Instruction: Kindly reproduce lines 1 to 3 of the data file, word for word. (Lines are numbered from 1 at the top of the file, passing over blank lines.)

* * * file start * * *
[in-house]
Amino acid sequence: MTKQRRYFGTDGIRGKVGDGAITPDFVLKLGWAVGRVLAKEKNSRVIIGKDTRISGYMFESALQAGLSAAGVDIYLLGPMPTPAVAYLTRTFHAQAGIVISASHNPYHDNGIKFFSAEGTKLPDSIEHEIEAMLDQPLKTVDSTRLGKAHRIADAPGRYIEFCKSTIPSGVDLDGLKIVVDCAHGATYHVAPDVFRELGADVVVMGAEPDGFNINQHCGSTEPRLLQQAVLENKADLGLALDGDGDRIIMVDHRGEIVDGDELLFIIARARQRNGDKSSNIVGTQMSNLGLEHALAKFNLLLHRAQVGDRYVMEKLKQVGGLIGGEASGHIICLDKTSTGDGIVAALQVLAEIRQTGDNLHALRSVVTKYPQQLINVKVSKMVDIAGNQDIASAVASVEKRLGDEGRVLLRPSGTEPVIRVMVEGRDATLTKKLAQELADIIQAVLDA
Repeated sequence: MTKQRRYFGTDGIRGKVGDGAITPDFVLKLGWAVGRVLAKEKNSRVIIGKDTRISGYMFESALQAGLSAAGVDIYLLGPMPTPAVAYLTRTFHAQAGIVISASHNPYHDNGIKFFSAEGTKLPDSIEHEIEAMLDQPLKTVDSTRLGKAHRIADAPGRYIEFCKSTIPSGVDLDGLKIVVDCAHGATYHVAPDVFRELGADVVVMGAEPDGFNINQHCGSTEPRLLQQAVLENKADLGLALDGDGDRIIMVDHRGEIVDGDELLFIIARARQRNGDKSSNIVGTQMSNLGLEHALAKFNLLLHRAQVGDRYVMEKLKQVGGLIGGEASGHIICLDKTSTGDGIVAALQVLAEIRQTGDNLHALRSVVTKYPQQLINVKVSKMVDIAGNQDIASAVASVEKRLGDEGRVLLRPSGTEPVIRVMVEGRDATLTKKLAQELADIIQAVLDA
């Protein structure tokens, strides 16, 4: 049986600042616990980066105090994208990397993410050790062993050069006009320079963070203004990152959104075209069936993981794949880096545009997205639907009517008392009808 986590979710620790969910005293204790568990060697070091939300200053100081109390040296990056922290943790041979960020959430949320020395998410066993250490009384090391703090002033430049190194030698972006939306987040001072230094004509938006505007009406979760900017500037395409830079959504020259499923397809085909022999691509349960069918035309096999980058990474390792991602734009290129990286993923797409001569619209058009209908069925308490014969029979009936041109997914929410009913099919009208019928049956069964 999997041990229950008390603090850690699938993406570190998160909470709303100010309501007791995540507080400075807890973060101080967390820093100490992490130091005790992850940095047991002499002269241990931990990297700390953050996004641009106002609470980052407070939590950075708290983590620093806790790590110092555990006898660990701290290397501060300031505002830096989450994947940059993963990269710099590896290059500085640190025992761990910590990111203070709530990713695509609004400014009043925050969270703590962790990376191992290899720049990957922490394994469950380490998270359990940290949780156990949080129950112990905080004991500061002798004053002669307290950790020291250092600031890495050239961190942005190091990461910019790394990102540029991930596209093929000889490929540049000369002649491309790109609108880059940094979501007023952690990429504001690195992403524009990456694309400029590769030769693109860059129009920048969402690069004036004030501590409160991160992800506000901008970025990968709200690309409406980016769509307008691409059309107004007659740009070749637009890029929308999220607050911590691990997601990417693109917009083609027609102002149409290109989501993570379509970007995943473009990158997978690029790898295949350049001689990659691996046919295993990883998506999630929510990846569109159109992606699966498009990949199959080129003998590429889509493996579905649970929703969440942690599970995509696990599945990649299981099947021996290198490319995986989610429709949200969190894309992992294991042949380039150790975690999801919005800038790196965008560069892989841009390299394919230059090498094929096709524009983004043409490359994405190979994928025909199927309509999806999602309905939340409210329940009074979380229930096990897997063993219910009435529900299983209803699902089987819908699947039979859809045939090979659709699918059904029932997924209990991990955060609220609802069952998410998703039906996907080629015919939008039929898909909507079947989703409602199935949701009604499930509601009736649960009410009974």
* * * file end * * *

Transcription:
[in-house]
Amino acid sequence: MTKQRRYFGTDGIRGKVGDGAITPDFVLKLGWAVGRVLAKEKNSRVIIGKDTRISGYMFESALQAGLSAAGVDIYLLGPMPTPAVAYLTRTFHAQAGIVISASHNPYHDNGIKFFSAEGTKLPDSIEHEIEAMLDQPLKTVDSTRLGKAHRIADAPGRYIEFCKSTIPSGVDLDGLKIVVDCAHGATYHVAPDVFRELGADVVVMGAEPDGFNINQHCGSTEPRLLQQAVLENKADLGLALDGDGDRIIMVDHRGEIVDGDELLFIIARARQRNGDKSSNIVGTQMSNLGLEHALAKFNLLLHRAQVGDRYVMEKLKQVGGLIGGEASGHIICLDKTSTGDGIVAALQVLAEIRQTGDNLHALRSVVTKYPQQLINVKVSKMVDIAGNQDIASAVASVEKRLGDEGRVLLRPSGTEPVIRVMVEGRDATLTKKLAQELADIIQAVLDA
Repeated sequence: MTKQRRYFGTDGIRGKVGDGAITPDFVLKLGWAVGRVLAKEKNSRVIIGKDTRISGYMFESALQAGLSAAGVDIYLLGPMPTPAVAYLTRTFHAQAGIVISASHNPYHDNGIKFFSAEGTKLPDSIEHEIEAMLDQPLKTVDSTRLGKAHRIADAPGRYIEFCKSTIPSGVDLDGLKIVVDCAHGATYHVAPDVFRELGADVVVMGAEPDGFNINQHCGSTEPRLLQQAVLENKADLGLALDGDGDRIIMVDHRGEIVDGDELLFIIARARQRNGDKSSNIVGTQMSNLGLEHALAKFNLLLHRAQVGDRYVMEKLKQVGGLIGGEASGHIICLDKTSTGDGIVAALQVLAEIRQTGDNLHALRSVVTKYPQQLINVKVSKMVDIAGNQDIASAVASVEKRLGDEGRVLLRPSGTEPVIRVMVEGRDATLTKKLAQELADIIQAVLDA